Life on Mars and how it will change religion

By Aakash Bramdeo Time of article published Aug 6, 2020

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Durban - COVID-10 has changed our relationship with God.

As the world went into lockdown earlier this year, churches, mosques and temples closed for worship. People chose to pray from home or join online services. But Covid-19 is not the only thing that’s forcing us to relook at how we connect with God.

Last month, three countries embarked on missions to Mars and should reach the Red Planet by February next year. This drive to explore the heavens will also change how we relate to the Almighty.

The timing of the three missions was not coincidental. Given the positioning of Earth and Mars, a trip to the RedPlanet is now considerably shorter than at any other time in the next two years. This means you need less power to get to Mars, reducing costs and risks.

The first country to take advantage of this window was the United Arab Emirates. It launched an orbiter called Al Ammal or Hope on July 20. The orbiter was launched from Japan on a Japanese rocket, and the plan is that it would circle the Red Planet studying weather patterns. If successful, it will become the first mission to Mars by a Muslim majority country.

Up next were the Chinese on July 23, with a more ambitious plan. It included an orbiter as well as a lander and a rover that would move around on the Martian surface in search of current and past life. A Chinese made rocket carried the orbiter, lander and rover into space.

The mission is called Tianwen-1 or Heavenly Questions and is inspired by a poem by the same name by Qu Yuan. Among others, the poet questions the origin of the universe.

The Chinese have had one previous attempt at reaching Mars, but like so many other Mars projects, it failed.

At the end of last month, the Americans launched their most ambitious mission to the Red Planet.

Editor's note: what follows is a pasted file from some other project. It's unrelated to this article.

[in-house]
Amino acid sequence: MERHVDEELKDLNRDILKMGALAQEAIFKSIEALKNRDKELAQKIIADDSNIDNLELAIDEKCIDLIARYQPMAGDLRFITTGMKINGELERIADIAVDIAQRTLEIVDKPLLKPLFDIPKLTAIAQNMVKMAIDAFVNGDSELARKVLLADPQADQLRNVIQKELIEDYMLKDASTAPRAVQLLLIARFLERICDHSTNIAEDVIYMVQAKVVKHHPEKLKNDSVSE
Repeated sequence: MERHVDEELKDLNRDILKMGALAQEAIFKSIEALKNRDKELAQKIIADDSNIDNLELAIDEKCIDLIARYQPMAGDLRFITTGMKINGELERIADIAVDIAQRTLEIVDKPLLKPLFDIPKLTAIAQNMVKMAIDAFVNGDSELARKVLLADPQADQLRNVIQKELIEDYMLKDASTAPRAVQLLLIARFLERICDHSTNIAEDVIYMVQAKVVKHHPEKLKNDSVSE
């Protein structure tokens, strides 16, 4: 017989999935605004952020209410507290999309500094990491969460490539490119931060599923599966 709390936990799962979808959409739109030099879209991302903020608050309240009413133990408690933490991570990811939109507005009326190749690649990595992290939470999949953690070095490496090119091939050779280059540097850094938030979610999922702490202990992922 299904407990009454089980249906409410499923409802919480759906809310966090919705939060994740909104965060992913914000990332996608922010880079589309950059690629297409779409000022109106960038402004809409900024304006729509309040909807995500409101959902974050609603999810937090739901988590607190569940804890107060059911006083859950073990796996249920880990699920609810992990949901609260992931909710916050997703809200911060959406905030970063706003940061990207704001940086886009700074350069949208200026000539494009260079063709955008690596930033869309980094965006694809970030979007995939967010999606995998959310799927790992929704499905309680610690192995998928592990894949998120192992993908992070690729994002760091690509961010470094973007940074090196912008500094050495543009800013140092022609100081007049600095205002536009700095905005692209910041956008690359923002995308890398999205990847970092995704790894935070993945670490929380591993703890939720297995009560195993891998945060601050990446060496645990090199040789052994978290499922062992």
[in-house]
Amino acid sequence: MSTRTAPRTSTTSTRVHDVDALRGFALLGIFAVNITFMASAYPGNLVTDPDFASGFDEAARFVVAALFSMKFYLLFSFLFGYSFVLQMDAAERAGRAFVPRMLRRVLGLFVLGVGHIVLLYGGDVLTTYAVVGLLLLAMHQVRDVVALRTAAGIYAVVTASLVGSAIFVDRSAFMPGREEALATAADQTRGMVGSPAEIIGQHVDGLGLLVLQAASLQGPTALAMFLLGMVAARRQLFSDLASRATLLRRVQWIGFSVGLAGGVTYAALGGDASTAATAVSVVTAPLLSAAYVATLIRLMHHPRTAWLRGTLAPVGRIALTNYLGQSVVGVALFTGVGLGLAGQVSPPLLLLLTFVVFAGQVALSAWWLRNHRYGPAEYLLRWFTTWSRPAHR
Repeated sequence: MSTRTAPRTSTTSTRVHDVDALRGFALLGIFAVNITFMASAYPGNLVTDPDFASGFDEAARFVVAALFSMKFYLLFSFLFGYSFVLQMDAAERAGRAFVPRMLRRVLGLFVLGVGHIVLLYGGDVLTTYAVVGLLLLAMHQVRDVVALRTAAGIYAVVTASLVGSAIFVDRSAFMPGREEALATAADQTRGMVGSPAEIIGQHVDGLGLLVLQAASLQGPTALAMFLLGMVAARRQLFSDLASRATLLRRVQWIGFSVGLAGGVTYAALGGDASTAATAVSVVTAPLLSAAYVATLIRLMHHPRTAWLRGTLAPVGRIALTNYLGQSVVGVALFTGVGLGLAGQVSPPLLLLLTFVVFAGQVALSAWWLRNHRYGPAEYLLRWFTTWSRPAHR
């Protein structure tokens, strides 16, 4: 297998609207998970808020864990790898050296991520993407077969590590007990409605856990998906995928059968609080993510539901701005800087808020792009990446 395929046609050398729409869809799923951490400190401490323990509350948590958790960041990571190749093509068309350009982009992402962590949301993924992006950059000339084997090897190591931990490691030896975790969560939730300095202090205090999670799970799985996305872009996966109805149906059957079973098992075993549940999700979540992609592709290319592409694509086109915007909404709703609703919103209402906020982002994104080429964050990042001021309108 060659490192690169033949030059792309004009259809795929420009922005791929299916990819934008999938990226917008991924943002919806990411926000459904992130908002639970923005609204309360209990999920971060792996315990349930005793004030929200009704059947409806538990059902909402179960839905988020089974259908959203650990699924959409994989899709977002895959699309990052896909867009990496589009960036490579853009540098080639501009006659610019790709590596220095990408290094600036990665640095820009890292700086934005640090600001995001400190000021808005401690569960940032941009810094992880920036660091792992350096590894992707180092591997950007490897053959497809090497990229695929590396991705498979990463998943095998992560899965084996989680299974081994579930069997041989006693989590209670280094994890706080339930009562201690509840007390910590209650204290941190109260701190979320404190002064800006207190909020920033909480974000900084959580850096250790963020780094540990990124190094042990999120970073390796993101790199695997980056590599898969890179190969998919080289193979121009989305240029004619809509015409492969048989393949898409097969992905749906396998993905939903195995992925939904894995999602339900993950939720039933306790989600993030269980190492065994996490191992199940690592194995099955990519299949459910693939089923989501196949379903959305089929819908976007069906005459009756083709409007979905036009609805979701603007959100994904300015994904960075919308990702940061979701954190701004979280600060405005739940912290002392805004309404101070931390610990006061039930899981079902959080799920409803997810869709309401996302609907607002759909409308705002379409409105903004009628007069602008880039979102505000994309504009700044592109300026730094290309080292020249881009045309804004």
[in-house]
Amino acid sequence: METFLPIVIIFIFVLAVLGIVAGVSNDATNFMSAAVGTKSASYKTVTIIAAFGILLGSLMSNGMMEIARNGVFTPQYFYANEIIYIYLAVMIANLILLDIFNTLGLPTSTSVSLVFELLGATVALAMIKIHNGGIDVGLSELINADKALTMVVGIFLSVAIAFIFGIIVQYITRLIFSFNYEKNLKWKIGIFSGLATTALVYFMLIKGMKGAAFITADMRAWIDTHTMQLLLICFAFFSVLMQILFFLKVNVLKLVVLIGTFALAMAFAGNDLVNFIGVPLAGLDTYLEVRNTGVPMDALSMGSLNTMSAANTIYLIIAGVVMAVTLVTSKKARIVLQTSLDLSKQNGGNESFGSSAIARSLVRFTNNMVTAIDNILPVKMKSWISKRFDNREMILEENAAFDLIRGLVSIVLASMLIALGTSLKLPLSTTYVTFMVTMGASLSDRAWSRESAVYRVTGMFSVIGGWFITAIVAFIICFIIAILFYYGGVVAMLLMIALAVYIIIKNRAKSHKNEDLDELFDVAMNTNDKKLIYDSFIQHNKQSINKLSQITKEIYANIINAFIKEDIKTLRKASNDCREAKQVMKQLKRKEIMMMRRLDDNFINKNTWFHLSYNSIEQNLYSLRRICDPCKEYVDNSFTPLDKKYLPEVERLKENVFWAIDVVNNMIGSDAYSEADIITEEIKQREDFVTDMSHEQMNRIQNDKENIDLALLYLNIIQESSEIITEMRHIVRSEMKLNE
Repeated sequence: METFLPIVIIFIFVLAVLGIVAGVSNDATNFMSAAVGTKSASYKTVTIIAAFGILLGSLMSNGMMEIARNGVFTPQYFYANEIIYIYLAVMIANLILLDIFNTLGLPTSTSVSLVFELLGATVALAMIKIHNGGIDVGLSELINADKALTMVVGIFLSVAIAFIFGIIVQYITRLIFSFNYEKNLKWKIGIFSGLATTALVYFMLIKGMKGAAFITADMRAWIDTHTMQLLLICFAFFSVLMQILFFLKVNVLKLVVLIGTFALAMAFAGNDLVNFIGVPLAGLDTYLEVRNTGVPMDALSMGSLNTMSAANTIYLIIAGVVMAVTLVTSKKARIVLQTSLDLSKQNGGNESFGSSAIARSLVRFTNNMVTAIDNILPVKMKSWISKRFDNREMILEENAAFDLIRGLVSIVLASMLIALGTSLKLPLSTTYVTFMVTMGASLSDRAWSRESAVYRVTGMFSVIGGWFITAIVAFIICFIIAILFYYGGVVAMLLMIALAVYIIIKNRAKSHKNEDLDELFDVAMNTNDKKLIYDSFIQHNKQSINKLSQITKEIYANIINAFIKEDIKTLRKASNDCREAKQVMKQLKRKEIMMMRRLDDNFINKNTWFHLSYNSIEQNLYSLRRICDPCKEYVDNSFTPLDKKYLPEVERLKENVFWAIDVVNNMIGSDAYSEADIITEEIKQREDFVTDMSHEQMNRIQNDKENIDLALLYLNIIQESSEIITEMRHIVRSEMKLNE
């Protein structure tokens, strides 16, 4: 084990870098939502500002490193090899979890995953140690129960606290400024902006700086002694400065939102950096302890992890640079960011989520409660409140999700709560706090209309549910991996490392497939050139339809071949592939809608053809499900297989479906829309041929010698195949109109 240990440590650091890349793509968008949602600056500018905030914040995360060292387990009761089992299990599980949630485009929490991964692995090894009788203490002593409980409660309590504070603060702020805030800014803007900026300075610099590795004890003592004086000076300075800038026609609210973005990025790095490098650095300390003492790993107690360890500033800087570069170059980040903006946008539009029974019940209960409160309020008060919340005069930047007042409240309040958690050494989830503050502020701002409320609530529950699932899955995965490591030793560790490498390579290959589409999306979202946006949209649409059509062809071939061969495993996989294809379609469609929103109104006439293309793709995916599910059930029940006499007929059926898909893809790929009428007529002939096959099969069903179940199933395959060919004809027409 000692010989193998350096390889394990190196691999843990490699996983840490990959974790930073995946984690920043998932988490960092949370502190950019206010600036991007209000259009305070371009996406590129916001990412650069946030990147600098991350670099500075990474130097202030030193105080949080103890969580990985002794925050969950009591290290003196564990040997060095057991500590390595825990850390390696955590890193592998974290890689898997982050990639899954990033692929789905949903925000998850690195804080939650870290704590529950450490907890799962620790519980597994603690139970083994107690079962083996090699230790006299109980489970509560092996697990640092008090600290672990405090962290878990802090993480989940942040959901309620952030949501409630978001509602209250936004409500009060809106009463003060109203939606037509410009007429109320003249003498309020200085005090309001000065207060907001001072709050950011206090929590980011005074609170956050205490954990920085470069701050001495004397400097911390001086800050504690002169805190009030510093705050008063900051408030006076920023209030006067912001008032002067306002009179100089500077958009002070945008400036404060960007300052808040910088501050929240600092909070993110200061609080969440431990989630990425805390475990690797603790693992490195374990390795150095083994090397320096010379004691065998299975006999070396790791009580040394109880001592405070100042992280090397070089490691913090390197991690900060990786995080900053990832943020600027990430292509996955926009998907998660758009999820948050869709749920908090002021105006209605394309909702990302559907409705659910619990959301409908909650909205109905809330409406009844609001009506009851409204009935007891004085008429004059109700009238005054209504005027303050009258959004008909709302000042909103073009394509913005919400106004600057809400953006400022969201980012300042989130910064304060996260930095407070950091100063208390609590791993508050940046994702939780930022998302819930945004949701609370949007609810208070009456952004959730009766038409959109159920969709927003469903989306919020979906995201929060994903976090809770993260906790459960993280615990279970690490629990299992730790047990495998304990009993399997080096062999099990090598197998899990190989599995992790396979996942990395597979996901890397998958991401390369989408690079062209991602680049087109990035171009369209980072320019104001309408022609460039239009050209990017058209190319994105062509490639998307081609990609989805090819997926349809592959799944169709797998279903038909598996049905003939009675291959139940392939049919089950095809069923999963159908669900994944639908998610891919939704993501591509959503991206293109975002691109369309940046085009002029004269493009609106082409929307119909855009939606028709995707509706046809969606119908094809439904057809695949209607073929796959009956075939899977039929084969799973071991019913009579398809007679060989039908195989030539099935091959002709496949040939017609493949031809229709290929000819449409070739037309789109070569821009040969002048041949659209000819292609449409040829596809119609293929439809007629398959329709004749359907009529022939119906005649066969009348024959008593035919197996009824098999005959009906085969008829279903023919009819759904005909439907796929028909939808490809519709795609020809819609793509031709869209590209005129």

They were the first to get pictures of Martian surface back in the 1960s. They did so with Mariner 4 which flew past the Red Planet and took pictures of it.

In 1996, the Sojourner became the first human-made vehicle to operate on the surface of Mars. Then came Spirit and Opportunity (both in 2003) and thereafter, Curiosity (2011).

The latest project, Perseverance, operated by Nasa, aims to put a car-sized rover on to the surface of the Red Planet. Once there, the rover will drill for rock and soil samples. The plan is to bring these to Earth on some future mission.

Another aspect of the mission is a small helicopter that will attempt the first powered flight on another planet.

Exploring heaven

From the time early man gazed up at the stars, human beings have been fascinated with space. It is now only a matter of time before humans have a presence on Mars and whatever rocky surfaces beyond that we can build a home on.

Some believe the very survival of our species depends on our ability to colonise other planets.

Stephen Hawking, the theoretical physicist, was among those who advocated for us to set up home on other worlds.

A few years ago, he warned that we had only about 100 years to do so, failing which we may all die as a result of climate change, disease or war. Covid-19 proved just how vulnerable our species is on Earth.